2.    The BBA LRS is the only ABA-accredited Lawyer Referral Service in Greater Boston.  In order to become approved by the American Bar Association, the BBA LRS complies with standards established by the ABA, including the creation of objective experience requirements for the attorneys on each practice area panel. Furthermore, LRS staff conducts daily quality assurance calls with callers about the referrals made, and each month all of the attorneys on the panel are individually verified that they are in good standing with the Massachusetts Board of Bar Overseers.

3.    The BBA LRS receives requests from over 600 organizations, including courts, libraries, and hospitals to receive marketing materials.  A few times per year, the LRS sends brochures in English and Spanish that highlight our referral process, as well as bilingual tear sheets that have our contact information.  These organizations share our information with their patrons that they cannot assist.  The LRS receives many calls from people who found our contact information at a library, or other non-profit organization.

4.    Our attorneys can do well by doing good. Consider the following…An 85 year old woman called the BBA LRS when injured trying to enter a business establishment with her walker. A patron held the door open for the client, but the large door struck her as it was closing, resulting in substantial injuries and other health complications. The BBA LRS referred the caller to Petrucelly, Nadler & Norris P.C. Due to the client’s age and disabilities, partners Jeffrey Petrucelly and Jennifer Norris along with associate Daniel McCabe visited the client extensively at her home, completing depositions and arranging meetings. The firm found that the door did not comply with the Americans with Disabilities Act requirements or Massachusetts disability guidelines. Ultimately, the firm obtained a $200,000 settlement on behalf of the client.  In addition, another important and meaningful result was achieved when the company’s representative and attorney met with the client’s family to apologize and express their sympathy about the unfortunate accident.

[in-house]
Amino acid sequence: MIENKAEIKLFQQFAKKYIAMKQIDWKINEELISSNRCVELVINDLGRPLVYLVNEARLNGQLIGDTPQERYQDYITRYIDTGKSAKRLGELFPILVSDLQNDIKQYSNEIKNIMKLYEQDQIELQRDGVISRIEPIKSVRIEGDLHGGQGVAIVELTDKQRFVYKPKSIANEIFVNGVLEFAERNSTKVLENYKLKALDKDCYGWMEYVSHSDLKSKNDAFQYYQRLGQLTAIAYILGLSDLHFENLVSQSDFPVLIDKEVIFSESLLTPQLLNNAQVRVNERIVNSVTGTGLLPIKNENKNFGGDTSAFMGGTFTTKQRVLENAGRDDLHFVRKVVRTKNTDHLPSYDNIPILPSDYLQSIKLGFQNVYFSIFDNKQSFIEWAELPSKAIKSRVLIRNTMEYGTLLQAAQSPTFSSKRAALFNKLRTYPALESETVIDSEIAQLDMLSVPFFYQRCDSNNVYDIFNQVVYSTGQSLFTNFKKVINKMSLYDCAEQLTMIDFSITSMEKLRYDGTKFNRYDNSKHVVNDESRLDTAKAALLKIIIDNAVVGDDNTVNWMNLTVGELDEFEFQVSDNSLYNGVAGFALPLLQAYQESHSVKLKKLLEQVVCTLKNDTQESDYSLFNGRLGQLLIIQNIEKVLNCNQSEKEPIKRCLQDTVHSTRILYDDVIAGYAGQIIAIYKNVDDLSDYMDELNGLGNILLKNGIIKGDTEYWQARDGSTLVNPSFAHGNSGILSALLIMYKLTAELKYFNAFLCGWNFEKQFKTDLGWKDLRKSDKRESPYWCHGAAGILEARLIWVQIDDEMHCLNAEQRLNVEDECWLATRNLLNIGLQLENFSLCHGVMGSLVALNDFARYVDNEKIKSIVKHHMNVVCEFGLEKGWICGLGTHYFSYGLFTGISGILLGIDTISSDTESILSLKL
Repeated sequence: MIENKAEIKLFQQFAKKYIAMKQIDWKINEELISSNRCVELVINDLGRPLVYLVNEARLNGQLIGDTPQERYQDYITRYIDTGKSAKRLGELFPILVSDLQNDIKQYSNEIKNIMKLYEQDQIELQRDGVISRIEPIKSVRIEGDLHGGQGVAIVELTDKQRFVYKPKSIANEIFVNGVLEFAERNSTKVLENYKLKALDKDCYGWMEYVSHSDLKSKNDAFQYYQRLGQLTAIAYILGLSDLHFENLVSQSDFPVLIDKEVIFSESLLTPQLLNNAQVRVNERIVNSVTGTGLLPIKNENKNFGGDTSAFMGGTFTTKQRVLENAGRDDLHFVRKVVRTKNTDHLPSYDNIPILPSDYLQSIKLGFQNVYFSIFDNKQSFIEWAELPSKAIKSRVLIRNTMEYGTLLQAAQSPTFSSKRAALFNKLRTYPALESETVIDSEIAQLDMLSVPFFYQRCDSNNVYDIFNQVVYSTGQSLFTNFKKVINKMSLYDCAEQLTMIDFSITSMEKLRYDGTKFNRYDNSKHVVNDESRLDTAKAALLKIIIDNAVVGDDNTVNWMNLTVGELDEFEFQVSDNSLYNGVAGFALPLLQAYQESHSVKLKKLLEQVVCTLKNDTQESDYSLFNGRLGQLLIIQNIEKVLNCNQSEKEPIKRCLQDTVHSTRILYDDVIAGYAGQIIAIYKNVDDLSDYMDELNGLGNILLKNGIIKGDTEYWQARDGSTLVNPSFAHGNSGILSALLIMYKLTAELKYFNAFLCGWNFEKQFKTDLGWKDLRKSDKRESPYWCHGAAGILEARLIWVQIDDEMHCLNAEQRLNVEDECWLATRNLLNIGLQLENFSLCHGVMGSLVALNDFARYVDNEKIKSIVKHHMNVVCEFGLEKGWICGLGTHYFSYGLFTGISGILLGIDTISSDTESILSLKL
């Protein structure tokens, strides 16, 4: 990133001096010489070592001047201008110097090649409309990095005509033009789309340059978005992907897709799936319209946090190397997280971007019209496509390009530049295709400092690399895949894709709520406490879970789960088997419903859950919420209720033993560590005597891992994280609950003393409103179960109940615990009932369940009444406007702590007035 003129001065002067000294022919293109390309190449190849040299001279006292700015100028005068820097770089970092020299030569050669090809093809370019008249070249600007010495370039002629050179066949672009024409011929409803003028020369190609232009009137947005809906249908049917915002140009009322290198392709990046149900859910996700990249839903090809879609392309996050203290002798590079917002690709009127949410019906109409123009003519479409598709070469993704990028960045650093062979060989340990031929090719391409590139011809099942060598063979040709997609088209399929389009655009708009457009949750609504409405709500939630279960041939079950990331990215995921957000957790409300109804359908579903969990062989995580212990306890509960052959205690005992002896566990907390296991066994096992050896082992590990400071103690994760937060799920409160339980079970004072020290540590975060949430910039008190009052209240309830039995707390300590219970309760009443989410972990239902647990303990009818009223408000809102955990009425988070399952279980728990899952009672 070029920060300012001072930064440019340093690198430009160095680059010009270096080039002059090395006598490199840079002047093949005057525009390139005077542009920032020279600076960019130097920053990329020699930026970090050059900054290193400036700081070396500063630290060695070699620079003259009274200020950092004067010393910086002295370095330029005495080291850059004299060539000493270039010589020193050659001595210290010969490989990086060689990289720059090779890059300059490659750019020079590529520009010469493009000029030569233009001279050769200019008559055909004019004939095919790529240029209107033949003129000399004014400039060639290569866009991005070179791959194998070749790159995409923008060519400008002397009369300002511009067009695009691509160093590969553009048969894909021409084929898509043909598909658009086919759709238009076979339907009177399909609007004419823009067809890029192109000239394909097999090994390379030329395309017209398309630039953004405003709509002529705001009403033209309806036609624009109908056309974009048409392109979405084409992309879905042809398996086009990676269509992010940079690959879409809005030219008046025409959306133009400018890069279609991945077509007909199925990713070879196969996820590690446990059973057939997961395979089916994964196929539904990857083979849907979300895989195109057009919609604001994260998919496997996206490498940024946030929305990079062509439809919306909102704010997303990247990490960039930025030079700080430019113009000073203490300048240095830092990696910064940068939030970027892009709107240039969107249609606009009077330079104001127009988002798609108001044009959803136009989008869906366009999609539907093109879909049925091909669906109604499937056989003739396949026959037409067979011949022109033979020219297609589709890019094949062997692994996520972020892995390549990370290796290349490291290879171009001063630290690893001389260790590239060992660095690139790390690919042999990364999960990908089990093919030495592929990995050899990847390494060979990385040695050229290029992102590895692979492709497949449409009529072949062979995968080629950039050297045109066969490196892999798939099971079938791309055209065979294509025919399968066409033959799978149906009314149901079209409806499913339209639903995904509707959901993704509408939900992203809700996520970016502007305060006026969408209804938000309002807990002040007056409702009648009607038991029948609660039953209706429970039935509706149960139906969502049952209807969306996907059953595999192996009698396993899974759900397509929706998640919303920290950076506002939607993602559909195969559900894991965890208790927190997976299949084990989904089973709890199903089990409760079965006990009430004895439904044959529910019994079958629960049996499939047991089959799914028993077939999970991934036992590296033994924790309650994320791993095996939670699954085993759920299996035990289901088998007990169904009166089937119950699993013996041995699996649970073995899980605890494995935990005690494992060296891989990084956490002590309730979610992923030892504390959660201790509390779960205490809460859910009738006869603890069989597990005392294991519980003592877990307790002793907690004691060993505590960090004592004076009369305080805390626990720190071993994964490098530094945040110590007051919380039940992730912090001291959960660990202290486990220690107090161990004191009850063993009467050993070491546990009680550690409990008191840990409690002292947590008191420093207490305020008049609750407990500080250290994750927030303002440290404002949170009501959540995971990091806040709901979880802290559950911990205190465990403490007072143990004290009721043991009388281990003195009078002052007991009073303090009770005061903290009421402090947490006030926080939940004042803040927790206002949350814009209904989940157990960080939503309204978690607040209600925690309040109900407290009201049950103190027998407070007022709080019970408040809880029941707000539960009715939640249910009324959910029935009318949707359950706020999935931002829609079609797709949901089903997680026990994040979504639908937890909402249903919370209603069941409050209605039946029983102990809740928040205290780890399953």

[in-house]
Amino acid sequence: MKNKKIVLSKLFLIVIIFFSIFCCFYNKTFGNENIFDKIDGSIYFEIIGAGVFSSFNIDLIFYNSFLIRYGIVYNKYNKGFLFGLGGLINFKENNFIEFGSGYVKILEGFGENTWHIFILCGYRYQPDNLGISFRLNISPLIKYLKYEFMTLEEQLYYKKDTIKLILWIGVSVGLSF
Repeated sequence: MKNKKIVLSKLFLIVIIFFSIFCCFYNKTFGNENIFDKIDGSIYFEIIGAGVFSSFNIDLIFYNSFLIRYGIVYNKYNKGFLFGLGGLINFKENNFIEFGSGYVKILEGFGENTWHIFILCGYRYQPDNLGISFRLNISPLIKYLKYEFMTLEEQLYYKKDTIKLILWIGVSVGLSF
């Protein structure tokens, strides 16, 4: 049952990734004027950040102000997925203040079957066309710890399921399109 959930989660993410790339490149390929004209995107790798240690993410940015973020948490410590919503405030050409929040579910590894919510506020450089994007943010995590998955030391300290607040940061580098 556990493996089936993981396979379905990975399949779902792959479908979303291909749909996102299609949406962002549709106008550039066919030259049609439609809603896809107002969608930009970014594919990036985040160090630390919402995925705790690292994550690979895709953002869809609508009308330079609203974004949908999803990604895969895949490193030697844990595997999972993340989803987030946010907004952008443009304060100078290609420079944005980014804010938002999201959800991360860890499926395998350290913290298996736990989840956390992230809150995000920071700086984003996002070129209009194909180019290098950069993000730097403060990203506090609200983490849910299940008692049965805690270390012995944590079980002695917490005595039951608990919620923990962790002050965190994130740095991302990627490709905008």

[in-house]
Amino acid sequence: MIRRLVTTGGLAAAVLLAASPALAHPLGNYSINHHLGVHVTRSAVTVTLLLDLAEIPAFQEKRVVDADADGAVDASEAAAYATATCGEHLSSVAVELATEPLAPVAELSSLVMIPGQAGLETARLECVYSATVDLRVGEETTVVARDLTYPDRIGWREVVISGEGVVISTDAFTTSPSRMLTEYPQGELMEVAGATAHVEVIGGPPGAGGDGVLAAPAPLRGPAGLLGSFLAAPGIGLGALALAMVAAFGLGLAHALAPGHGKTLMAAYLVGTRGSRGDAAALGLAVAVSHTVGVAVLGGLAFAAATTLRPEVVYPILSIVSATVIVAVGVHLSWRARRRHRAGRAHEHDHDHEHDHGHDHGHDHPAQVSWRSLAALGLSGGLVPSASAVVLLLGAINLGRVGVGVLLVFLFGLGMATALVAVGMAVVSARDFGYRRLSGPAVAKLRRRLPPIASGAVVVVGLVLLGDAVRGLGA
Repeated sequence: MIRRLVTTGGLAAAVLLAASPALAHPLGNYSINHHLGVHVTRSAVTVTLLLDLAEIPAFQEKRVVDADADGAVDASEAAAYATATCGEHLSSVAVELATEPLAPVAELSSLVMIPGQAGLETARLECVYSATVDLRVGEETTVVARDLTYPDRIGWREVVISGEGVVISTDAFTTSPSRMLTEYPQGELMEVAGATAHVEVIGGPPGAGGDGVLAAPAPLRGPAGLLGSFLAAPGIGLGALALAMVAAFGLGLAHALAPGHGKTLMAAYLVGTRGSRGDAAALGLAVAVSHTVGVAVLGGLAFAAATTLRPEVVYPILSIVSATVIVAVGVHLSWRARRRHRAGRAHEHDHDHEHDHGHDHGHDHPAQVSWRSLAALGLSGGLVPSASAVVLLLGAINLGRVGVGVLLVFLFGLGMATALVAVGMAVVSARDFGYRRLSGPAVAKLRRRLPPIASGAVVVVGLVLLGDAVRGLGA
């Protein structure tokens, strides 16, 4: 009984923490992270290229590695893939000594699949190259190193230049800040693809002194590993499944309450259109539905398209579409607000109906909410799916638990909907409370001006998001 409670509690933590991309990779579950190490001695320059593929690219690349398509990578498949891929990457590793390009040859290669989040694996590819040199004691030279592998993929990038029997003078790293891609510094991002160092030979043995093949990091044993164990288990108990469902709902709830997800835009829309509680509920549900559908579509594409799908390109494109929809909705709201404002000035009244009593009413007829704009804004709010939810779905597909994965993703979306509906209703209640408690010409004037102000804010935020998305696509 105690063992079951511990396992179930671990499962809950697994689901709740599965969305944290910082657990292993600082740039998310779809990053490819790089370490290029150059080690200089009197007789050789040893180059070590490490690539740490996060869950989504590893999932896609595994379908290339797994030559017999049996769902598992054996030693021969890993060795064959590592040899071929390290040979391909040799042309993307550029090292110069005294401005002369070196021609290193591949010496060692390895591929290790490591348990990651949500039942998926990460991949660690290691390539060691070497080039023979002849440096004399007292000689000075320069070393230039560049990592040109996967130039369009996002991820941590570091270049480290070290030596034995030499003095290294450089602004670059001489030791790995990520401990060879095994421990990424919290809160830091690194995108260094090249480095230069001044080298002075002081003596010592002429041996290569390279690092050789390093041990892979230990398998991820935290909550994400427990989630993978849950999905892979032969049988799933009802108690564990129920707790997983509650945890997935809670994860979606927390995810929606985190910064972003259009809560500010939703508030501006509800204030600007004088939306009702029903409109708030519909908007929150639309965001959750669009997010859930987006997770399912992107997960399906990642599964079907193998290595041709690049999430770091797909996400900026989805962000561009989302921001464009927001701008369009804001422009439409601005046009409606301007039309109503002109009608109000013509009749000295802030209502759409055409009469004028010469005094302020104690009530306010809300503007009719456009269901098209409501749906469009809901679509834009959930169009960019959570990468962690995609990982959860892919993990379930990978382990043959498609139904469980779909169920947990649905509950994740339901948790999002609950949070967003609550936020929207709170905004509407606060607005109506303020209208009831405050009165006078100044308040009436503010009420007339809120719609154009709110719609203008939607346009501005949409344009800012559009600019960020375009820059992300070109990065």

5.    The BBA LRS Conducts extensive outreach.  Throughout the year, the LRS staff attends approximately one community and outreach event per month, connecting with many neighborhoods and populations in the Greater Boston area.  LRS staff speak to hundreds of people who wanted to learn more about the service and how they can get in touch with an attorney.  For example, last Sunday the BBA LRS joined in the festivities at the 20th annual Cambridge Carnival.

Solana Goss, LRS Intake Coordinator and Alison Kuba, LRS Intern at the 20th Annual Cambridge Carnival.

Mass Lawyers Weekly Article on MUPC Highlights Need for Continued Help from Trusts and Estates Bar